Sir Salman was forced into hiding after writing The Satanic Verses
Author Salman Rushdie has been knighted by the Queen in London for his services to literature.
Muslims around the world condemned the award when it was announced last year in the Monarch's Birthday Honours list.
Sir Salman, 61, who has written a number of acclaimed books, went into hiding in 1989 after the publication of his book The Satanic Verses.
The novel sparked widespread protests by Muslims and Iranian leader Ayatollah
Khomeini issued a fatwa against him.
Khomeini called the book a blasphemy against Islam and sentenced Sir Salman to death.
Since returning to public life in 1998 when the Iranian government lifted their support for the fatwa, Sir Salman has not shied away from controversy.
Speaking after he was presented with the award he said: "I'm very proud, very happy."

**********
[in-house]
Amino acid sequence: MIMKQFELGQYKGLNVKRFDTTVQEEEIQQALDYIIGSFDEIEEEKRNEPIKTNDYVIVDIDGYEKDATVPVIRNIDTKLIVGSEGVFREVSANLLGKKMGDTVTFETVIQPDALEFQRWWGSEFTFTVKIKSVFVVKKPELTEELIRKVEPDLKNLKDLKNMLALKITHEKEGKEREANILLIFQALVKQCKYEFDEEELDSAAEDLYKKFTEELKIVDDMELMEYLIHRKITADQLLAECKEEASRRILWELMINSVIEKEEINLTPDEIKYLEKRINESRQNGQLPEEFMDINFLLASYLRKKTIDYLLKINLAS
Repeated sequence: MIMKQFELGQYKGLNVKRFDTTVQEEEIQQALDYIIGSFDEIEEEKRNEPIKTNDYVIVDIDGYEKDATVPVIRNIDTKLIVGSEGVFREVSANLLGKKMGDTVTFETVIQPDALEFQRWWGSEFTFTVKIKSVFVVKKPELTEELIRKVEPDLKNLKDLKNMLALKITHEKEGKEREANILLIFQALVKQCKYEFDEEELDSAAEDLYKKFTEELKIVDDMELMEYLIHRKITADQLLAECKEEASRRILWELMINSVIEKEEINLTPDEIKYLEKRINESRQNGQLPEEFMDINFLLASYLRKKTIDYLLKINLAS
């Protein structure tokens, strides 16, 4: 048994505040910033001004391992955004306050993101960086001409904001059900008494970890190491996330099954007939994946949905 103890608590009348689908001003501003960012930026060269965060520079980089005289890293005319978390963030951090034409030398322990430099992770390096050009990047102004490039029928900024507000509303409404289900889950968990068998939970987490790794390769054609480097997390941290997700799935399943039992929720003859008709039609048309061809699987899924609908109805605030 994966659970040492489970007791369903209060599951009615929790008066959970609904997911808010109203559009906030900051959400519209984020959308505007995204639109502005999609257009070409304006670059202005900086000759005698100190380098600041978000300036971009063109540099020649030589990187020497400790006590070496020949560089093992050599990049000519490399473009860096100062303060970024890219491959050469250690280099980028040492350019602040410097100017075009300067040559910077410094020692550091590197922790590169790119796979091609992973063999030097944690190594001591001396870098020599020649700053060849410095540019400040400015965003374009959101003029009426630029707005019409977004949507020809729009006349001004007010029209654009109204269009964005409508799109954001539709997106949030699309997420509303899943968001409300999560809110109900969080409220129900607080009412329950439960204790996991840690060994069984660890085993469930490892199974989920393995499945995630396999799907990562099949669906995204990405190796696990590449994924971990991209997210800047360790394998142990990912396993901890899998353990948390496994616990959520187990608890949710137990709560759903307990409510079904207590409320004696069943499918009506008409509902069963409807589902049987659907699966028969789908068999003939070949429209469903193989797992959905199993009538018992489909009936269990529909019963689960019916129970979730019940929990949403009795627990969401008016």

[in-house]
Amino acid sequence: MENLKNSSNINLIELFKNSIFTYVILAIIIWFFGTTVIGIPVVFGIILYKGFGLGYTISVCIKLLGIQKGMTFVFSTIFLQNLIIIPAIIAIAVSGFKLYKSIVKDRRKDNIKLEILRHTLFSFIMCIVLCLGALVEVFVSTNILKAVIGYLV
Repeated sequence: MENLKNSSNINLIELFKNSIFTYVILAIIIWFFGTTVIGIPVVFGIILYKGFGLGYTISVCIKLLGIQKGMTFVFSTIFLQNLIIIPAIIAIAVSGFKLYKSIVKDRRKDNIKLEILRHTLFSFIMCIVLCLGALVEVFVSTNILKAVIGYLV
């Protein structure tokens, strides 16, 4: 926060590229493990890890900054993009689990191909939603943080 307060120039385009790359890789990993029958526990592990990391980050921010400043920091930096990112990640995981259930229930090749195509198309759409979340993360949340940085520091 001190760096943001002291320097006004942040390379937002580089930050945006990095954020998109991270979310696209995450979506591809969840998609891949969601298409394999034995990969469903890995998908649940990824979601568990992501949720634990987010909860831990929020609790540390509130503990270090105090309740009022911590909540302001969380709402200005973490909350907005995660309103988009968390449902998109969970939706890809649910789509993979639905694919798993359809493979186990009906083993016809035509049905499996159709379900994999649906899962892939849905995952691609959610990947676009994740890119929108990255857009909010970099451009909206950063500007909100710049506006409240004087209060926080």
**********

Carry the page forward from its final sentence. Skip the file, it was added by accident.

When asked whether he thought accepting the honour had undermined his credibility he said: "I just think it's a great moment for anyone to have 35-odd years of work recognised in this way."
'I was very surprised'
Sir Salman explained he chose not to have footage of himself accepting the award form the Queen for no other reason other than it was a "private moment".
He also explained how he had no regrets writing the controversial The Satanic Verses, despite the problems that occurred.
However, he added he was "more interested" in his recent work.
Actor Sir Ian McKellen also attended the ceremony at Buckingham Palace to receive the companion of honour medal for services to drama and equality.
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